What is a "Messiah"?
Recently we've been studying the Book of Hosea together as a church body during our Sunday morning gatherings. This past week, I had the privilege of teaching on Hosea 3 and I highlighted an important piece of the text that scholars identify as "messianic". In other words, the verse(s) labeled as such are attached to the coming one who is known as "Messiah". There was so much that I didn't say because of time (including actually defining the term, so please forgive me for that), that I wanted to continue the conversation with anyone who (like me) wanted to dig deeper and understand the importance and implications of "Messiah". This matters because if we misunderstand what the Bible says, we'll walk away with something completely different than what it teaches. Yet even though I'm writing this now, this is NOT exhaustive by any means. This is simply continuing the conversation so we can continue to know Jesus our King better.
Defining our terms
The title "Messiah" is Hebrew for "anointed one". "Christ" is its Greek equivalent. Both are titles. The Old Testament reveals that there are two "offices" within the people of God who are "anointed" by God for their particular task: the king and the priests. That the coming Messiah would be a figure who would embody both roles is not foreign to the Old Testament. In fact, after God led His people out of Egypt, He declared that He would make them into a kingdom of priests:
you will be for me a kingdom of priests and a holy nation.’ These are the words you are to speak to the Israelites.”
For there to be an anointed "ONE", he/she would be one who embodied both the kingly and priestly role. Because of this, "Messiah" came to be a "catchall" shorthand for the one whom God has promised to send, who would restore the fortunes and health of God's people (and thus the world) and would reign on the throne of David. When we read the term "Messiah" or "Christ", these are the connotations that accompany it. With one word/title, all of the hopes, expectations, and promises from the Old Testament come pouring to the forefront. So how does this connect with Jesus and the New Testament? From the outset of the beginning of the New Testament, Matthew writes:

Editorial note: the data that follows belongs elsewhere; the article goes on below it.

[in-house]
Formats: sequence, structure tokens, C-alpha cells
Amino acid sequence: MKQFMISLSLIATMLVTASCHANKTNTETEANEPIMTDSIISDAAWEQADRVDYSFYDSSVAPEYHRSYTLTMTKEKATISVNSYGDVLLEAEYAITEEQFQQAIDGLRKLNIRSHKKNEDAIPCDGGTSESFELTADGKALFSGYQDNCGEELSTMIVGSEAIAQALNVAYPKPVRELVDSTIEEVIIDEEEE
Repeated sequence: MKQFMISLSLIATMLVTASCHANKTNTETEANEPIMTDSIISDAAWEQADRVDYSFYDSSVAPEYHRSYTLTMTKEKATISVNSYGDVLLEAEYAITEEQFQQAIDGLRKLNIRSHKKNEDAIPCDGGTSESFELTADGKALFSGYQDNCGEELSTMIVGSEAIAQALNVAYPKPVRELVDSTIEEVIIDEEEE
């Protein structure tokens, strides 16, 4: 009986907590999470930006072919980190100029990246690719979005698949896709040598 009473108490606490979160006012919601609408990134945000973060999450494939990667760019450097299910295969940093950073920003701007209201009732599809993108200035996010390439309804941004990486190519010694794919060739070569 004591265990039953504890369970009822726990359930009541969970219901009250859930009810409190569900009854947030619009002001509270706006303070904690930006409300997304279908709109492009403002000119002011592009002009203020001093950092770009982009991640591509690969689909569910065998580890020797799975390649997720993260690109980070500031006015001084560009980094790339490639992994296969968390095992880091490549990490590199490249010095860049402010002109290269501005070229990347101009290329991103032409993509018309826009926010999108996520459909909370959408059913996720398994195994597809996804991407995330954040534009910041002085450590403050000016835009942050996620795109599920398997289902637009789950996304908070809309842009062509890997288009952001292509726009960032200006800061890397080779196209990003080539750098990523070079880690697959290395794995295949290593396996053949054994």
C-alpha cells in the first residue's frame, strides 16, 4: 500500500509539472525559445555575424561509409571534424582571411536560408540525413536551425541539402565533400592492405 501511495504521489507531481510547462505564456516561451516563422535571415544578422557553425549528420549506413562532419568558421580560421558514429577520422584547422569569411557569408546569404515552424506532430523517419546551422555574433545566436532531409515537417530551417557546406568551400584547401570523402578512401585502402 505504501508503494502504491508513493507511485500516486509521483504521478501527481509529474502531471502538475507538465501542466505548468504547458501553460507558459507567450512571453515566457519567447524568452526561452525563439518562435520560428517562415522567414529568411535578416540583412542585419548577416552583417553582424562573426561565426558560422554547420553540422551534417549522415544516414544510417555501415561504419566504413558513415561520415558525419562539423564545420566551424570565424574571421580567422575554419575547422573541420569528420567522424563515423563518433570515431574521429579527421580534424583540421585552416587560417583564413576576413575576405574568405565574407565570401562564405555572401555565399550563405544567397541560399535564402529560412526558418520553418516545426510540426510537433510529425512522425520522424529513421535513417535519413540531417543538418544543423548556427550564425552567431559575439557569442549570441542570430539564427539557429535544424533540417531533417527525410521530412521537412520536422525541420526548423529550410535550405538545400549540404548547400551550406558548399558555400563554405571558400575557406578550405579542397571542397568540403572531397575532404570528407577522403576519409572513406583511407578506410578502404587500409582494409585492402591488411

"This is the genealogy (an account of origin) of Jesus the Messiah (Christ) the son of David, the son of Abraham"
How many times have we just glossed over this verse, treating it as just an editorial note that the writer "has to add" to make the "editor" happy, but really you can just skip over it and get to the "good stuff"? Would it surprise you to know, that Matthew specifically began his gospel account in this manner on purpose? He didn't have to, but he did. Mark, Luke, and John all began their gospel accounts differently (though Luke does include his own version of the genealogy in Luke 3), so take note that it was not mandatory that Matthew do so, yet he did. A big reason for this is because the people of Israel were awaiting (and had been waiting for a long time) for one who would come and restore the kingdom. According to the Old Testament text of 2 Samuel 7.16, this coming figure would be from the lineage of King David, as David's kingdom would last forever:
Your house and your kingdom will endure forever before me; your throne will be established forever.
In fact, Matthew structures his family diagram of Jesus' ancestors in a specific way in order to drive home the point, arranging the "generations" in a way that numerically point to the Davidic lineage and promise (I won't write this out here, but if you're interested in seeing it, let me know).
To avoid the risk of getting too lengthy, I'll let this be the stopping point of this first entry. You take it from here. Here's a list of a few passages for you to check out and read on your own, to help you dig deeper into understanding the importance of "Messiah" not only to Jesus, but to our faithful obedience to him.
For our Christmas aficionados, here's some texts you traditionally hear around Christmas time.
Here's some non-Christmas related ones.